COVID survivor lucky to be alive

2224
Pictured is Daniel Morgan while he was hospitalized with COVID. 

Over two years after then-president Donald Trump declared a state of emergency relating to the COVID-19 pandemic, some who had become infected with the disease are still in a state of long-term recovery. 

One of these individuals is Marine veteran Daniel Morgan, a longtime Waterloo resident. 

Morgan contracted the Delta variant in June 2021. Now, over 10 months later – roughly four of which were spent in the hospital – Morgan is “rebuilding (his body) from scratch.” 

“I still am unable to work. I’ve not been cleared by my doctor to have a job,” Morgan said. “The lasting effects are chronic joint pain, mostly in large joints like your knees or elbows or shoulders and shortness of breath. Previously in life I ran a lot of marathons, triathlons, I was a Marine, and all these things contributed to giving me a resting heart rate of around 50 – sometimes lower – and after COVID my heart rate was in the 140s.” 

Having lost almost 50 pounds, most of which being muscle mass, Morgan likens his body to a “blank slate.” 

Morgan and his fiance had planned a weekend trip in June 2021, but Morgan stayed behind due to feeling sick. The doctors said Morgan’s fiance had arrived back in Illinois just in time. 

“When she came home, she found me completely delirious. The doctor said that had she spent another day away, she would have come home to a cold, stiff body,” Morgan said.

Having been so early into the days of Delta, Morgan’s admittance signaled a whole new ballgame for the majority of staff at Mercy Hospital South in St. Louis County.

“This was the first time that anybody there had seen it, the severity of it and how quickly it progressed,” Morgan said.

Eventually, Morgan was transferred to Mercy Hospital in Creve Coeur, Mo.

“I had blood infections going on, both lungs were completely full and I was not responding to anything,” Morgan said, adding his right lung later collapsed and his oxygen saturation levels were alarming. “At Mercy Main, I had so many doctors in there all the time. They say I was their ‘miracle ginger.’ Nobody thought I had a chance of survival.” 

Throughout his time in the hospital, Morgan was using a ventilator, extracorporeal membrane oxygenation machine – a machine that pumps and oxygenates blood outside the body to relieve the lungs – and was even put into a coma for two months so his body could heal.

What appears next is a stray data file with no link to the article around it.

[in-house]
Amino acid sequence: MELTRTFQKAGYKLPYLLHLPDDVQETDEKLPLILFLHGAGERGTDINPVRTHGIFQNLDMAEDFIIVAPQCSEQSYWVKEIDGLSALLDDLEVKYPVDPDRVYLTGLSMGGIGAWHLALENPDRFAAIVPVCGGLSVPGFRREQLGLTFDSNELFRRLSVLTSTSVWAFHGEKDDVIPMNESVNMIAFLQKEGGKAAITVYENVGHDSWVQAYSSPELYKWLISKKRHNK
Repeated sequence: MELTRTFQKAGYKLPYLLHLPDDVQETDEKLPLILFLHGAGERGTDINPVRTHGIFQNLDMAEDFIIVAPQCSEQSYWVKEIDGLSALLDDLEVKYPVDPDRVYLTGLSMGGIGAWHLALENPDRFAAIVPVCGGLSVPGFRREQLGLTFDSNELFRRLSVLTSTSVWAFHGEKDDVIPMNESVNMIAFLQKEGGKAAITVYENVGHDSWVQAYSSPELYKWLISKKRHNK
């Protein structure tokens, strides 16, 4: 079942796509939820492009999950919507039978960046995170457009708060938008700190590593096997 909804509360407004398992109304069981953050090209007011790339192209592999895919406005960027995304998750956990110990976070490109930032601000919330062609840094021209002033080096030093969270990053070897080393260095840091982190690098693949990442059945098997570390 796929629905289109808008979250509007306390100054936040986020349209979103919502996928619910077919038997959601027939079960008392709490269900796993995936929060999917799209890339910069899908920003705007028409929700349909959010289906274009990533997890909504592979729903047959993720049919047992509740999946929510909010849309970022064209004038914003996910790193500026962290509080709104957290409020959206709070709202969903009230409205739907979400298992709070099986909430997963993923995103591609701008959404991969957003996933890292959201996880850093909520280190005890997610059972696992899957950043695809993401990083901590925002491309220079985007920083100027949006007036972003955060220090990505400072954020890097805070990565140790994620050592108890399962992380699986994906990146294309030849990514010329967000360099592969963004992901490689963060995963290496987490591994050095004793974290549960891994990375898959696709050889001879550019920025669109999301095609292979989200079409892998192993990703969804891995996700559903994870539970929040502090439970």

“The infectious disease doctor was fabulous. He visited every single day and every single day he was like ‘man you are the sickest person in this entire hospital,’” Morgan said. 

To this day, Morgan is still not sure how he contracted the variant. As a trucker, he spent much of his time in solitude on the road. 

“We still go back and try to figure out how I got it, where I got it from,” he said. “The only thing we can come up with is from a restaurant here in town, or when I went out to a bar to get a drink.” 

Why the disease ravaged his body also remains a mystery. Morgan was not vaccinated at the time he contracted it – now he is fully vaccinated – yet said he did not have any severe underlying conditions. 

In fact, pre-COVID Morgan had a clean bill of health. He attributes his survival to a healthy lifestyle. 

“Fortunately, I was in such good shape that my body responded favorably to all the treatment, all the pills, the medications, the drugs that the doctors prescribed for me,” he said. 

As far as prevention, Morgan said taking care of one’s body is of utmost importance, as well as things he considers “common courtesy.”

“I think it’s a good idea for people to be vaccinated, but I think that’s a personal choice,” Morgan said. “When in large groups, wear a mask. If you’re ill, don’t go to work. It’s just a lot of common courtesy issues, common sense issues. Other countries across the globe have been practicing for years, decades even, that if you have a cold, wear a mask and that’s respected, it’s accepted and that is expected. Here in the states, we’ve never really had that outlook.” 

This advice can still be applied today, as BA.2, an Omicron subvariant, is becoming more prevalent in the states. It is shaping up to mimic the severity of the well-known Omicron strain, experts said. 

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